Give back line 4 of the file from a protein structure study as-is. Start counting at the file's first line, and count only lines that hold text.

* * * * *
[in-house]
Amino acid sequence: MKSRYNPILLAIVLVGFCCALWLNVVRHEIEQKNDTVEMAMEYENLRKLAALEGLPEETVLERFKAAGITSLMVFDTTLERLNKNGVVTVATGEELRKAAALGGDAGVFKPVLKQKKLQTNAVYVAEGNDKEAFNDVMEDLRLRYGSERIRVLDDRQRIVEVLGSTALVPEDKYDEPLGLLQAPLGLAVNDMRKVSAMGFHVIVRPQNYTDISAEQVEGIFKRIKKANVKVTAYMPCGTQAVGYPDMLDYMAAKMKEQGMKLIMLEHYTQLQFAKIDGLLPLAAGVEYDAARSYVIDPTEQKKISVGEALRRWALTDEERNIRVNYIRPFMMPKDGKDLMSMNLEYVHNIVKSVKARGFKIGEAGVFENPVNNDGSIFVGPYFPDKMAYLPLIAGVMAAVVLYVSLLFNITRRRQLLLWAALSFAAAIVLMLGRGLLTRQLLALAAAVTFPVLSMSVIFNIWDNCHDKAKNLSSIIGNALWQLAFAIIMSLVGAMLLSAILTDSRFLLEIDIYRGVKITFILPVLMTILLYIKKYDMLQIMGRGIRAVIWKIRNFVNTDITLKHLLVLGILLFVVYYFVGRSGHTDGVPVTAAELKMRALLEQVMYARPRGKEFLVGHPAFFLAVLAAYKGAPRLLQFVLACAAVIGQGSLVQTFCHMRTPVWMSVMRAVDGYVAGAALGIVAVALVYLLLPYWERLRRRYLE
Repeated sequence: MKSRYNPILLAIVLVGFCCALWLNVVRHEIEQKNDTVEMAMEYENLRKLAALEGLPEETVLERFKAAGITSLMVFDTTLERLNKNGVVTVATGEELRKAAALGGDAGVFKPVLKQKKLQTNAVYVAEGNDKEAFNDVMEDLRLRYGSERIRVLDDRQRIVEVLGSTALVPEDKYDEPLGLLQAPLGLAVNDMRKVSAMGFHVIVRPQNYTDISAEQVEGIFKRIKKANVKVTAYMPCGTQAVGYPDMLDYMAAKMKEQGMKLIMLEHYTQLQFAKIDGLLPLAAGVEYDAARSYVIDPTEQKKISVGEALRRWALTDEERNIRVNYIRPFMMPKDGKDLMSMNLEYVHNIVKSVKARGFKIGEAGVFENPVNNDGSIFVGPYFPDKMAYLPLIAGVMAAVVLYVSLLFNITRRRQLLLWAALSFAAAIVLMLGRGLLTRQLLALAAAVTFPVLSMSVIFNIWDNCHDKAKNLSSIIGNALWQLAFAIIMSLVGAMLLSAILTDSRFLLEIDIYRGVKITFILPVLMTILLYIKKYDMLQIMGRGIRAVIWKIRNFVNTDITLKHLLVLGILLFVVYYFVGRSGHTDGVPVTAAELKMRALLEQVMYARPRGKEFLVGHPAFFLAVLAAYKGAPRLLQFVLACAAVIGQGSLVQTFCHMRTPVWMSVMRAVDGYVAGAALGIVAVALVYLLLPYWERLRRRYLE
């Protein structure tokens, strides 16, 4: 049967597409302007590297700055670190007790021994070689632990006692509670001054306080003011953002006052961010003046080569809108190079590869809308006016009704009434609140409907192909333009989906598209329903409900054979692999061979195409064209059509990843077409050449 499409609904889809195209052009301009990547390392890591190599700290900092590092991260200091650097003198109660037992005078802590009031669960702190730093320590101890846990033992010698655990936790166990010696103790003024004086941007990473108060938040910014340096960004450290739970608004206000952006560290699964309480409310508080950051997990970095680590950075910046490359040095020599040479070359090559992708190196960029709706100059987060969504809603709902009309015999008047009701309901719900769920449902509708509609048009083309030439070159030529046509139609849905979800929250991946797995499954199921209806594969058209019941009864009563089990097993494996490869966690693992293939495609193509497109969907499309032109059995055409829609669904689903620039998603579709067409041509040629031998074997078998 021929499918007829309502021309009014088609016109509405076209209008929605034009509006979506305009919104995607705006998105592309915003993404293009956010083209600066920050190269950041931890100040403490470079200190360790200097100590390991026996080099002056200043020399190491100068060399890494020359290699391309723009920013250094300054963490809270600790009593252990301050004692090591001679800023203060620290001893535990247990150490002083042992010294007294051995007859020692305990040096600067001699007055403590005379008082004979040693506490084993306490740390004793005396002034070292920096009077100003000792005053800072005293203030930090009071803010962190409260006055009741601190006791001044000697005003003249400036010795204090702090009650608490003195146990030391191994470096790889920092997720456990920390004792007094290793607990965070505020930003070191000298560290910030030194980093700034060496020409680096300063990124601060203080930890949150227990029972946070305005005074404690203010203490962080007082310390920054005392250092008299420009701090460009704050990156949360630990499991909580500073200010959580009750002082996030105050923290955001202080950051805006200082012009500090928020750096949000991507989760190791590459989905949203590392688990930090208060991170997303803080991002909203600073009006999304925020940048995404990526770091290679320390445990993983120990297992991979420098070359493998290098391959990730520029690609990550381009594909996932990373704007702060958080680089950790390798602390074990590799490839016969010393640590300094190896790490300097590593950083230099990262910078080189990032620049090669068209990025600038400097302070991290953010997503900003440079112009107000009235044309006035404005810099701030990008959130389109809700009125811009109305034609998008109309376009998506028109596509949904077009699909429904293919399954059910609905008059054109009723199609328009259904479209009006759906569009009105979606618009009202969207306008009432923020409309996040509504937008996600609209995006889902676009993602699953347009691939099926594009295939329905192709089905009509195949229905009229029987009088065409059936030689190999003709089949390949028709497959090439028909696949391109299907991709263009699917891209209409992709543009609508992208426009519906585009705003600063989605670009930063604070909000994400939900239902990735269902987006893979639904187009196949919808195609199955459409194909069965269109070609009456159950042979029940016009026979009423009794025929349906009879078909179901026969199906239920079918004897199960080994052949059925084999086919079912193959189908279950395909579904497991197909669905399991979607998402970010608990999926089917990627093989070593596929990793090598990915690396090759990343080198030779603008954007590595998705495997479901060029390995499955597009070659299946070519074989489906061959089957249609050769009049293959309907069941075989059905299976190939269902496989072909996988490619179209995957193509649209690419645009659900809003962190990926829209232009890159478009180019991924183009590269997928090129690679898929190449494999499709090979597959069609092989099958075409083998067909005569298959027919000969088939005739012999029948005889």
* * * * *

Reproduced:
């Protein structure tokens, strides 16, 4: 049967597409302007590297700055670190007790021994070689632990006692509670001054306080003011953002006052961010003046080569809108190079590869809308006016009704009434609140409907192909333009989906598209329903409900054979692999061979195409064209059509990843077409050449 499409609904889809195209052009301009990547390392890591190599700290900092590092991260200091650097003198109660037992005078802590009031669960702190730093320590101890846990033992010698655990936790166990010696103790003024004086941007990473108060938040910014340096960004450290739970608004206000952006560290699964309480409310508080950051997990970095680590950075910046490359040095020599040479070359090559992708190196960029709706100059987060969504809603709902009309015999008047009701309901719900769920449902509708509609048009083309030439070159030529046509139609849905979800929250991946797995499954199921209806594969058209019941009864009563089990097993494996490869966690693992293939495609193509497109969907499309032109059995055409829609669904689903620039998603579709067409041509040629031998074997078998 021929499918007829309502021309009014088609016109509405076209209008929605034009509006979506305009919104995607705006998105592309915003993404293009956010083209600066920050190269950041931890100040403490470079200190360790200097100590390991026996080099002056200043020399190491100068060399890494020359290699391309723009920013250094300054963490809270600790009593252990301050004692090591001679800023203060620290001893535990247990150490002083042992010294007294051995007859020692305990040096600067001699007055403590005379008082004979040693506490084993306490740390004793005396002034070292920096009077100003000792005053800072005293203030930090009071803010962190409260006055009741601190006791001044000697005003003249400036010795204090702090009650608490003195146990030391191994470096790889920092997720456990920390004792007094290793607990965070505020930003070191000298560290910030030194980093700034060496020409680096300063990124601060203080930890949150227990029972946070305005005074404690203010203490962080007082310390920054005392250092008299420009701090460009704050990156949360630990499991909580500073200010959580009750002082996030105050923290955001202080950051805006200082012009500090928020750096949000991507989760190791590459989905949203590392688990930090208060991170997303803080991002909203600073009006999304925020940048995404990526770091290679320390445990993983120990297992991979420098070359493998290098391959990730520029690609990550381009594909996932990373704007702060958080680089950790390798602390074990590799490839016969010393640590300094190896790490300097590593950083230099990262910078080189990032620049090669068209990025600038400097302070991290953010997503900003440079112009107000009235044309006035404005810099701030990008959130389109809700009125811009109305034609998008109309376009998506028109596509949904077009699909429904293919399954059910609905008059054109009723199609328009259904479209009006759906569009009105979606618009009202969207306008009432923020409309996040509504937008996600609209995006889902676009993602699953347009691939099926594009295939329905192709089905009509195949229905009229029987009088065409059936030689190999003709089949390949028709497959090439028909696949391109299907991709263009699917891209209409992709543009609508992208426009519906585009705003600063989605670009930063604070909000994400939900239902990735269902987006893979639904187009196949919808195609199955459409194909069965269109070609009456159950042979029940016009026979009423009794025929349906009879078909179901026969199906239920079918004897199960080994052949059925084999086919079912193959189908279950395909579904497991197909669905399991979607998402970010608990999926089917990627093989070593596929990793090598990915690396090759990343080198030779603008954007590595998705495997479901060029390995499955597009070659299946070519074989489906061959089957249609050769009049293959309907069941075989059905299976190939269902496989072909996988490619179209995957193509649209690419645009659900809003962190990926829209232009890159478009180019991924183009590269997928090129690679898929190449494999499709090979597959069609092989099958075409083998067909005569298959027919000969088939005739012999029948005889």